Sample text for Ivan's war : life and death in the Red Army, 1939-1945 / Catherine Merridale.

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It was Kamenshchikov’s wife who woke him.
Perhaps it was her inexperience, she said, but she had never heard so many planes flying above the town at night. Her husband assured her that what she was hearing were maneuvers. There had been lots of exercises lately. All the same he threw a coat over his shoulders and stepped outside to take a closer look. He knew at once that this was real war. The very air was different; humming, shattered, thick with sour black smoke. The town’s main railway line was picked out by a rope of flame. Even the horizon had begun to redden, but its glow, to the west, was not the approaching dawn. Acting without orders, Kamenshchikov went to the airfield and took a plane up to meet the invaders at once, which is why, exceptionally among the hundreds of machines that were parked in neat formations as usual that night, his was brought down over the Bialystok marshes, and not destroyed on the ground. By mid-day on June 22, the Soviets had lost 1,200 planes. In Kamenshchikov’s own western district alone, 528 had been blown up like fairground targets by the German guns.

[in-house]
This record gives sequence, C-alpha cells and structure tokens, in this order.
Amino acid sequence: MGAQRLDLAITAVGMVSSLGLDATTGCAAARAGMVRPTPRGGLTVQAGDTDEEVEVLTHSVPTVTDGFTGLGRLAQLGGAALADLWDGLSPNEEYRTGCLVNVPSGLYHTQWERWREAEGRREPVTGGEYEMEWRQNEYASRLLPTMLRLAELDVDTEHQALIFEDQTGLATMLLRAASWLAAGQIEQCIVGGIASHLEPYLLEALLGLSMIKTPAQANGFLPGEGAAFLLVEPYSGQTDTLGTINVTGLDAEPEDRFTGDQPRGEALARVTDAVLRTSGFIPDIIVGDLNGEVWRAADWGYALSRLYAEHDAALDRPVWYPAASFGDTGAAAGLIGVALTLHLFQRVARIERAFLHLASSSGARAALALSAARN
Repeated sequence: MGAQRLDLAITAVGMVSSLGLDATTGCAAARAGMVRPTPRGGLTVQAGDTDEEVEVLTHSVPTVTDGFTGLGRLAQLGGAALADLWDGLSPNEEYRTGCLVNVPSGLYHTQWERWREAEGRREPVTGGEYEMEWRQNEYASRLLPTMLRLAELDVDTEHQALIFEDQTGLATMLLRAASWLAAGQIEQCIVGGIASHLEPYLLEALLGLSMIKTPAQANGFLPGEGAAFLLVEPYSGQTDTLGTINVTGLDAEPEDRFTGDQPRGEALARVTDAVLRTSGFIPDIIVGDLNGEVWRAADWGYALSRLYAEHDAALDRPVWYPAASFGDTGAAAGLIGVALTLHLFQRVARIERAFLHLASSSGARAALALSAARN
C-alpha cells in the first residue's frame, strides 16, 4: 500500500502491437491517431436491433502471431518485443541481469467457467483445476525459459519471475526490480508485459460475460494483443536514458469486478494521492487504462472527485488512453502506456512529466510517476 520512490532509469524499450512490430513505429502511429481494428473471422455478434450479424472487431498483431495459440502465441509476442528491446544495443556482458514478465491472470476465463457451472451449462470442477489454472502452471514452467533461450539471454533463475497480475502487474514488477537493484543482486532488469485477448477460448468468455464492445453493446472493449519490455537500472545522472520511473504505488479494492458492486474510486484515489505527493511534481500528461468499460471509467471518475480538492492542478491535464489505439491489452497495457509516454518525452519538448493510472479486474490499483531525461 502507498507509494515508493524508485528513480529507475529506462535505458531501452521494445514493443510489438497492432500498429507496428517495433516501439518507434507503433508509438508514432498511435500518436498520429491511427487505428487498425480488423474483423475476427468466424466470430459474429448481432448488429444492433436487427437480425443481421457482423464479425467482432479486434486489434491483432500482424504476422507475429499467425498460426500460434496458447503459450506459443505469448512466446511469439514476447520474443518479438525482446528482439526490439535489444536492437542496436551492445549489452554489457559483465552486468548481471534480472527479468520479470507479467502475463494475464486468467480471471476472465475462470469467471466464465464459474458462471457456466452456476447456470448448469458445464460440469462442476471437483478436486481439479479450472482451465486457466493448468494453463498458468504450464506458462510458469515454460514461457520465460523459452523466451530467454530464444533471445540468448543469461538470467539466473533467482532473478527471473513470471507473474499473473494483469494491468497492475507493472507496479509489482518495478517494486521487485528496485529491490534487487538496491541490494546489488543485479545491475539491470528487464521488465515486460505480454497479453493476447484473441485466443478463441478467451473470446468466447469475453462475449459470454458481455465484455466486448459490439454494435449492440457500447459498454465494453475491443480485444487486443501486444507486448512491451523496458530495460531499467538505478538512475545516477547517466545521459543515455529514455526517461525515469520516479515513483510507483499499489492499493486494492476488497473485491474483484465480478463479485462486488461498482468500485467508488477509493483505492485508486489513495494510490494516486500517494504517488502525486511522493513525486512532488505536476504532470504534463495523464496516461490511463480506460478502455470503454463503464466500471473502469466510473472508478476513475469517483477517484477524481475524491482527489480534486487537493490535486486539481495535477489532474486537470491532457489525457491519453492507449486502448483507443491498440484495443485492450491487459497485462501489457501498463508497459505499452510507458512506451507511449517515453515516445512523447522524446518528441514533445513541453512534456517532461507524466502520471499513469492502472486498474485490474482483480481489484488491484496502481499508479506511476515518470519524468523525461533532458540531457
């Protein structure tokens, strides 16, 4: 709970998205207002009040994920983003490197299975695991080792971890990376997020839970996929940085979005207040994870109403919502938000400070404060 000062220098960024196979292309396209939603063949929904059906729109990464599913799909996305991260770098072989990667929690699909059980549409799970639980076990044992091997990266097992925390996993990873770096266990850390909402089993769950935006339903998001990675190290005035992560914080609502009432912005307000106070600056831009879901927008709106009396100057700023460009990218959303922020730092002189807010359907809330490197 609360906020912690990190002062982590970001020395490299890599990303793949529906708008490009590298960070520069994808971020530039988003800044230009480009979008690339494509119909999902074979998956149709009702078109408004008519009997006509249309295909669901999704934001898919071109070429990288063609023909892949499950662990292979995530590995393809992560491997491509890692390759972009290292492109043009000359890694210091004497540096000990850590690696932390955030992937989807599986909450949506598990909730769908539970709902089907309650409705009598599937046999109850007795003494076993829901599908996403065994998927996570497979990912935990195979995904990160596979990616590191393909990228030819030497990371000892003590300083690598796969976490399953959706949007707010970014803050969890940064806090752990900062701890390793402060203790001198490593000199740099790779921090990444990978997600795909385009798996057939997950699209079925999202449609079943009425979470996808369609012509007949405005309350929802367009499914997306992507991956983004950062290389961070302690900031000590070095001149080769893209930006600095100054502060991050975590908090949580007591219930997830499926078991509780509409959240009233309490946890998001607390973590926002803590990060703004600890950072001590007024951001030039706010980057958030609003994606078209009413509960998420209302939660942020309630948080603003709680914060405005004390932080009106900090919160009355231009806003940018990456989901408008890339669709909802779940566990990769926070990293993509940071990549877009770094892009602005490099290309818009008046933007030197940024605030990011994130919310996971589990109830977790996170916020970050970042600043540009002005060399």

Library of Congress subject headings for this publication:
Soviet Union. -- Raboche-KrestߎižanskaŽiža KrasnaŽiža ArmiŽiža -- History -- World War, 1939-1945.
World War, 1939-1945 -- Campaigns -- Eastern Front.
Soldiers -- Soviet Union -- Social conditions -- 20th century.